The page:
centered image

Using Anticoagulants With Antiplatelets Questionable In Some With AF

Discussion in 'General Discussion' started by In Love With Medicine, Mar 8, 2020.

  1. In Love With Medicine

    In Love With Medicine Golden Member

    Jan 18, 2020
    Likes Received:
    Trophy Points:


    To their possible detriment, a sizable minority of patients with nonvalvular atrial fibrillation at risk of stroke are receiving oral anticoagulants (OAC) in addition to antiplatelet (AP) drugs, according to a study of data from the Global Anticoagulant Registry in the Field (GARFIELD-AF) registry.

    "In the large multinational GARFIELD study we found that approximately one in eight patients with atrial fibrillation are newly prescribed anti-platelet therapy along with anticoagulation, with or without cardiovascular indications for the antiplatelet therapy," Dr. Keith A. A. Fox of the University of Edinburgh told Reuters Health by email.

    To learn more about these patients, and how they compared with those not prescribed AP drugs, Dr. Fox and his colleagues analyzed data on more than 24,000 patients in the study. None had previously received OAC or AP therapy.

    More than 3,000 patients (12.5%) were given OAC plus AP and the remainder were given OAC alone, the researchers report in JAMA Network Open. The dual-therapy group had a greater prevalence of cardiovascular indications for AP, including acute coronary syndromes (22.0% vs. 4.3%) and coronary-artery disease (39.1% vs. 9.8%),

    At 12 months, the dual-therapy group had a significantly higher incidence of stroke (adjusted hazard ratio, 1.49) and bleeding events (aHR, 1.41), and they showed non-significant increases in all-cause mortality (aHR, 1.22) and acute coronary syndrome (aHR, 1.16).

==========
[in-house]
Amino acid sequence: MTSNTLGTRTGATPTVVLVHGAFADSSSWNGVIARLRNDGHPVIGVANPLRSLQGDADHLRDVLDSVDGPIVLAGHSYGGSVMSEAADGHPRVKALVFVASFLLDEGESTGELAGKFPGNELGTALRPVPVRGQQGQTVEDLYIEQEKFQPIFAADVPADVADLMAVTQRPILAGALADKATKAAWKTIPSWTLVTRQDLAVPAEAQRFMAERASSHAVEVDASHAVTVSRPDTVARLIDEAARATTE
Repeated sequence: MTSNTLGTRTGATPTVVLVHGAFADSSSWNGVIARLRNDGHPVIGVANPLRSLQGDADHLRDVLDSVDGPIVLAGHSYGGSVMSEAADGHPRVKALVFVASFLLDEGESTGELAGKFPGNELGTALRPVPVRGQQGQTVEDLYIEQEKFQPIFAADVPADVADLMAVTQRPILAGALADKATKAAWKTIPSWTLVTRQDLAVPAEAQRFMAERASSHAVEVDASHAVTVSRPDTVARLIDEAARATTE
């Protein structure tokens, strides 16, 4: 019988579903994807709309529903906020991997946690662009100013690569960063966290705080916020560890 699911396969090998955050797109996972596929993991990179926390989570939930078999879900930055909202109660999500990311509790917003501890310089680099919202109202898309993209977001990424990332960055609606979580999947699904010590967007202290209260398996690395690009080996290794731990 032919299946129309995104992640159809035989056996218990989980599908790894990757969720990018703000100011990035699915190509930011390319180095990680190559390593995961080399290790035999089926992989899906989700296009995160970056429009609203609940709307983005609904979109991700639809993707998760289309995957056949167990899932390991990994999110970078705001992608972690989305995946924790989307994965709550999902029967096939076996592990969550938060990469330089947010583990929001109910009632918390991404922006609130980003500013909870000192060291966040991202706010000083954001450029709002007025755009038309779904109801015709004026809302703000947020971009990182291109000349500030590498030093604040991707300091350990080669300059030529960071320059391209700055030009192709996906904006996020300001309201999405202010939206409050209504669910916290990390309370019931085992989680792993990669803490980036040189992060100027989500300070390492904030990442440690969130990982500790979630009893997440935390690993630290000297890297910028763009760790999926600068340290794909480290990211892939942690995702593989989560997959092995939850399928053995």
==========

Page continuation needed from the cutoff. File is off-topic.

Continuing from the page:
There was no reduction in risk of other clinical outcomes with OAC plus AP versus OAC alone.

    Patients on dual-therapy "have higher cardiovascular risks and higher rates of cardiovascular complications. However, having taken account of all measured co-morbidities and treatments, the excess risks of stroke and of bleeding persist," Dr. Fox said.

    "The clinical implications," he concluded, "are that concomitant prescription of antiplatelet therapy with anticoagulation for atrial fibrillation should not be performed unless there are clear indications for the additional anti-platelet therapy."

    Dr. Anil K. Gehi, director of Cardiac Electrophysiology at the UNC School of Medicine, in Chapel Hill, NC, told Reuters Health by email, "Current guidelines state that dual therapy should be used only in patients with atrial fibrillation and concomitant vascular disease."

    However, Dr. Gehi added that recent studies "suggest that even in patients with AF and vascular disease, anticoagulation monotherapy may be adequate. With the caveat that comparative effectiveness analyses from registries will be compromised by selection bias, the study here...adds to the evidence that the role for dual therapy in AF should be limited."

    —David Douglas


    Add Reply

Share This Page